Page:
That’s good to hear. Thanks for sharing!
Hey y’all, thought I’d share this since we’re on the topic:
I would beg the question about series books. If one book in a series did really well on WP, then you can use that as leverage by saying, “Look 65465132135 people read the first book in my series, and are eagerly waiting for the next installment. If the first and second books become published, you have 6543513 readers willing to throw money down on the second, third, forth, etc, plus any new readers that only look for real tangible books.”
Of course, this is the only scenario I can think of that pokes holes in that statement.
Since this relates, I asked two Wattpad related questions on Twitter when PS Lit had an ask hour.
My first question:
Generally, how do agents feel about a writer having previously posted an older draft of something they are querying on a serialization site (such as Wattpad or Tapas)?
Is it usually okay if a writer has made a different project available on sites like Wattpad but is querying something new? Would the old project deter their chances?
Thanks, this is an excellent post!
Edit: Oh additionally, I didn’t ask her, but I’m working on a blog that is half memoir half science fiction (one of those weird cases where it could be either, as its a memoir of a programmer). I figured something like that might not sell real well anyway.
Also I had been in a similar situation with having one book I wanted to query, being prequel to a wattpad book. I ended up deciding the entirety of the series was the same book, so I’m putting my efforts to querying a book that hasn’t been on wattpad.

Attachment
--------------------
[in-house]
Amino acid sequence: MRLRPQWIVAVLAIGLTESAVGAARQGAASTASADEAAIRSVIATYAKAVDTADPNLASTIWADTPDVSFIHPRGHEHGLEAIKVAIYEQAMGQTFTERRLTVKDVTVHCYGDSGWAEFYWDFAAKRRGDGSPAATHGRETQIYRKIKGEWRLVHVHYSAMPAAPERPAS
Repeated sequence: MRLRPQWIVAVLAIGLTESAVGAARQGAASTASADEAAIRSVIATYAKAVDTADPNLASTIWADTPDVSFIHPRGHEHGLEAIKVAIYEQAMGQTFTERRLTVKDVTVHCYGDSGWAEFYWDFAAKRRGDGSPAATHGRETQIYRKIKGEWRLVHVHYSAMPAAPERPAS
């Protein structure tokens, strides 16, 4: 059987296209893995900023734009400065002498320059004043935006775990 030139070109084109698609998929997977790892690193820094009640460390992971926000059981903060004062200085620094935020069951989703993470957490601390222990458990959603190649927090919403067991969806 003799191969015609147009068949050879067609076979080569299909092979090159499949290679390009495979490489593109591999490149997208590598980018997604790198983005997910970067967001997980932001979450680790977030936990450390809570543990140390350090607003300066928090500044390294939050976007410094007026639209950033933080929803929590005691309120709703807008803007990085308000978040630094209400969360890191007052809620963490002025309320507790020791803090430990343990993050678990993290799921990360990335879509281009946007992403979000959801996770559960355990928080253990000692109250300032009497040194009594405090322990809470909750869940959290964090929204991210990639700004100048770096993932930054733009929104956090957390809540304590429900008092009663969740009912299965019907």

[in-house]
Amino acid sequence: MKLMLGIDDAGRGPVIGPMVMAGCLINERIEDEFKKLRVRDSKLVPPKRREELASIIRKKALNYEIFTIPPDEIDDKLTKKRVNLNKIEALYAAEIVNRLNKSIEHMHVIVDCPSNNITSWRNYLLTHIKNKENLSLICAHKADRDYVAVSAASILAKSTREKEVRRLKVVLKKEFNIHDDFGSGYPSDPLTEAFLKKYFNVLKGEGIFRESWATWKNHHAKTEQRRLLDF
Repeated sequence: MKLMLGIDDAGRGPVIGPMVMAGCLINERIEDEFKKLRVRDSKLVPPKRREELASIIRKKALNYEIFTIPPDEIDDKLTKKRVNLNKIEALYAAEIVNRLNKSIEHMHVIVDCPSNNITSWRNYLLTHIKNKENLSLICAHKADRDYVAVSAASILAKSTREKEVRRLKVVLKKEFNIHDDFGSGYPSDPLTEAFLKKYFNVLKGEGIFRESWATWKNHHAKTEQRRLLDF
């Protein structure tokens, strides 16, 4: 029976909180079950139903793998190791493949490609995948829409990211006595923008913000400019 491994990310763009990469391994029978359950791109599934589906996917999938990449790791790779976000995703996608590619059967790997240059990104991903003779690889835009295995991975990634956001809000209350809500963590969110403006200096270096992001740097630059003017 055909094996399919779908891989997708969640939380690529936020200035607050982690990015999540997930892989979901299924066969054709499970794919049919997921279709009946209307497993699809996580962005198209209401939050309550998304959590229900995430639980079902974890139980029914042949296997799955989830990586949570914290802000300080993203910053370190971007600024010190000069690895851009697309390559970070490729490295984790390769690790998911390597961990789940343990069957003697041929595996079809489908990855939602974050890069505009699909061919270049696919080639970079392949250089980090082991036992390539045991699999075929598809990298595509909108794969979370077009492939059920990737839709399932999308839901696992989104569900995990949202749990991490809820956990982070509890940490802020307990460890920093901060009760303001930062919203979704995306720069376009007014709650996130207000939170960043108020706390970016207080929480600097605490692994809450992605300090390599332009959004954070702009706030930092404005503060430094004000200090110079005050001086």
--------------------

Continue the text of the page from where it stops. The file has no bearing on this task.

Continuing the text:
Awesome! Thank you. It’s really great to amass all of this in one place.
I think I will continue to post things here on this topic as I come across them, and I encourage anyone else to do the same. I’m going to change the name of this thread to reflect that it’s about this topic in general, not one instance of this.
On that note, here is a blog post from 2018 by Janet Reid on this topic:
Thanks for sharing. My unprofessional opinion here: I think what’s going on here is that publishers and agents by that extension are highly subjective. Some will reject you for putting online some will not. So she isn’t wrong but she also isn’t totally right. Janet Reid’s advice contradicts this quite a bit. Also the fact that white stag by Pandean actually got sold while having an earlier draft that still exists on wattpad to this day. Sure, wattpad is partnered with Macmillan, but they definitely no control over what they actually acquire . Also Chasing Red by Isabelle Ronin(published by source books) is another book that is in the same situation. We can still read the early draft for free on wattpad.